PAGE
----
Georgetown After Regatta

Ambler Isle
V and S
Mon 4 Apr 2011 00:37
After the annual Cruiser's Regatta comes to an end, Georgetown settles back into being a Bahamian town.  Many have already left the harbour.  Others leave daily.  I am surprised that folks leave just as the water is getting warm, the days getting long.  The VHF radio is not as hectic as it was weeks ago.  We spend idle days cruising around in the dinghy and lounging on the beach.  Our good friends Jim and Janie form Pirate are here, along with two other motor yachts.  We have shared dinners, beach days, even made a "girls' day out" complete with pedicures.  It is getting warmer suddenly, 75 when we waken.  Mid 80s by day.  The water is finally 78 degrees.  We entered Lake Victoria under the tiny bridge at low tide, raising the motor as we went.  A visit to the local Exuma Market found a "weekend sale" in progress.  Strawberries were $3.99 per quart.  Almost the price in the US. We scooped up peppers $6 a pound, romaine $5.99, tomatoes $2.50 lb, apples .90 each, oranges 2 for $1, and ICE CREAM $10 for a half gallon.   We ran into Paul and Melanie, friends who own the house on Elizabeth Island, Top of the World.  We promised to get together soon.  We stopped and chatted with other boaters we knew.  As we walked down the free dinghy dock provided by the market, a "rasta" man, wearing his uncut hair in a pouchy hat, greeted me.  I said hello.  He began to follow me down the dock, chatting about life in the Bahamas, just ordinary pleasantries.  When we got to our dinghy, he noted that we must be on a big yacht.  "No," I said, "Not a big boat."  (Our dinghy is rather striking among the smaller inflatables  favored by most cruisers.)  He persisted, "You are the crew?"  "No, " just ordinary boaters."  "How many aboard?"  This last question bothered us.  Why would he care how many were on our boat?  And what was he doing on the dock used only by cruisers?  Valt suspected he was up to no good,or at least leading up to a request for money and quickly ended the conversation.  We have never met panhandlers here in the Bahamas.  Everyone who wants to work has plenty of jobs available.  It was a strange encounter, and I hoped it was not a sign of a change in the Bahamas.  Or was it just a curious man making conversation?  Back under the tiny bridge we saw Donald, the Bahamian baker, who waved as we went by.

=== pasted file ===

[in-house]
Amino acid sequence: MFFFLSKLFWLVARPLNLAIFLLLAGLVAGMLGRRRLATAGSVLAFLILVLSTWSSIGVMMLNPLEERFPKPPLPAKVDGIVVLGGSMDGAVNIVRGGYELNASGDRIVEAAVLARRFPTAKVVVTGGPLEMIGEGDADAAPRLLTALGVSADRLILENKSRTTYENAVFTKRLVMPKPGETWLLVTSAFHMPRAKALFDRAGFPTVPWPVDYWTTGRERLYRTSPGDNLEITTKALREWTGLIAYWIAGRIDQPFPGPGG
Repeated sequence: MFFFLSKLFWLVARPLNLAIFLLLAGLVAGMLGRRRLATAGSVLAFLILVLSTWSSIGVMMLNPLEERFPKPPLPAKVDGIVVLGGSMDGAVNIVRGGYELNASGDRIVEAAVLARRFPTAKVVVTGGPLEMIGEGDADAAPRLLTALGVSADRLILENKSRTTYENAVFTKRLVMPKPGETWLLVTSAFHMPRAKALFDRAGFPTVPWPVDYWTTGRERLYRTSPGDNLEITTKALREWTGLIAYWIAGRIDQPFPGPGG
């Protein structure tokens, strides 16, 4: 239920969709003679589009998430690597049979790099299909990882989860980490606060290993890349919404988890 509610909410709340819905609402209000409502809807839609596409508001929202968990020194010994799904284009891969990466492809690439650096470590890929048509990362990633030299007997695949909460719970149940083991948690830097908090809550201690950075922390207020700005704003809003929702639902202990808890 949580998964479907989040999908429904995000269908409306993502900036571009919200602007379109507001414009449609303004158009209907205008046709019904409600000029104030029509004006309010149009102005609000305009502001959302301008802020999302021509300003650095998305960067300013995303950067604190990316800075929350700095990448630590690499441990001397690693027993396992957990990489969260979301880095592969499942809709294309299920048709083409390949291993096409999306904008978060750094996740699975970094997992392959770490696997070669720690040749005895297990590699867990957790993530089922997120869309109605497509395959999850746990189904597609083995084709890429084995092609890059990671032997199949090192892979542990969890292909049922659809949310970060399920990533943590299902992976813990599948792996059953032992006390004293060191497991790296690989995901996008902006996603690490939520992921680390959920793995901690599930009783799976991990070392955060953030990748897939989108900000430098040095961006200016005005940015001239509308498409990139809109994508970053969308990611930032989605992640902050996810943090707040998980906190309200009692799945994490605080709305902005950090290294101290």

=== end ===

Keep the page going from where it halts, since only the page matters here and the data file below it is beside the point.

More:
We stopped along our ride to pick up some DVDs of various regatta events to copy.  Then we dropped off a CD to copy recipes another lady was offering.  We noticed Jim and Janie sitting on lounge chairs at our nearby beach, and decided to join them.  There is always an exchange of movies, music, books.  Everyone is eager for entertainment.  Jim and Janie were going to town tonight to listen to a Bahamian band play at Two Turtles.  We declined, after a day in the wind and sun we were ready to have a quiet supper and evening at home.  The sky and water were a gorgeous red orange as the sun settled beneath the horizon.